Second Site is a new, site specific installation and collaborative performance work re-imagining the female, African and Caribbean diasporic history which haunts the Mercantile era of architecture in Scotland. Working with a de-colonial methodology and a desire to make invisible histories visible, Second Site explores the historical presence and hidden legacies of Guyanese women in Scotland in the 18th and 19th century.
The performance and installation has been developed from conversations and workshops with members of Yon Afro Collective – A collective of black women based in Scotland; and draws from the research of Scottish historian, David Alston; the poetry of Martin Carter and the music of Nina Simone. Techniques which have been utilised in the performances include N’Gomku – a diasporic dance technique developed by Ana Beatriz Ameida – as well as sensory and somatic movement techniques drawing from a wide constellation of practices, propositions, exercises, perspectives and people.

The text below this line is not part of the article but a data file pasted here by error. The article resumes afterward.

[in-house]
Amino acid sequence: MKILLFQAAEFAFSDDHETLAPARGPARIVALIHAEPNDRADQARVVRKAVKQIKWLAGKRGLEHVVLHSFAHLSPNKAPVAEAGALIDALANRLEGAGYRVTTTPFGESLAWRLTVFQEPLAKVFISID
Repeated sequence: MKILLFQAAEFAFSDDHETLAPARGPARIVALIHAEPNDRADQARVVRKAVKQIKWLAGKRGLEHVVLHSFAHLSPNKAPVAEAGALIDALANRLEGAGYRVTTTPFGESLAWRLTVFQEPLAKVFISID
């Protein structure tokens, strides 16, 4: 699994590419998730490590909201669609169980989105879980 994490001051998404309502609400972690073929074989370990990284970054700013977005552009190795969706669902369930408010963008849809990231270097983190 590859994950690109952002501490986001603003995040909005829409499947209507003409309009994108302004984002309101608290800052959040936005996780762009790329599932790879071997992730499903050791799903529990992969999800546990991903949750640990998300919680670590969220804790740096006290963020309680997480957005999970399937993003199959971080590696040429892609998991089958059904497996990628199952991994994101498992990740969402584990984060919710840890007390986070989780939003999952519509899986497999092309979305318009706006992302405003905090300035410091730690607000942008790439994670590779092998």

Second Site is part of the ‘Of Lovely Tyrants and Invisible Women’ programme, funded by Creative Scotland with additional funding provided by Heritage Lottery Fund. The development of this work was kindly supported by A-N artist bursaries, Glasgow Visual Art and Craft Awards, National Theatre of Scotland, Sekai Machache, Titana Muthui, Libby Odai, Adebusola Ramsay, Natasha Ruwona, Naomi Shoba Nabu White and Sabrina Henry.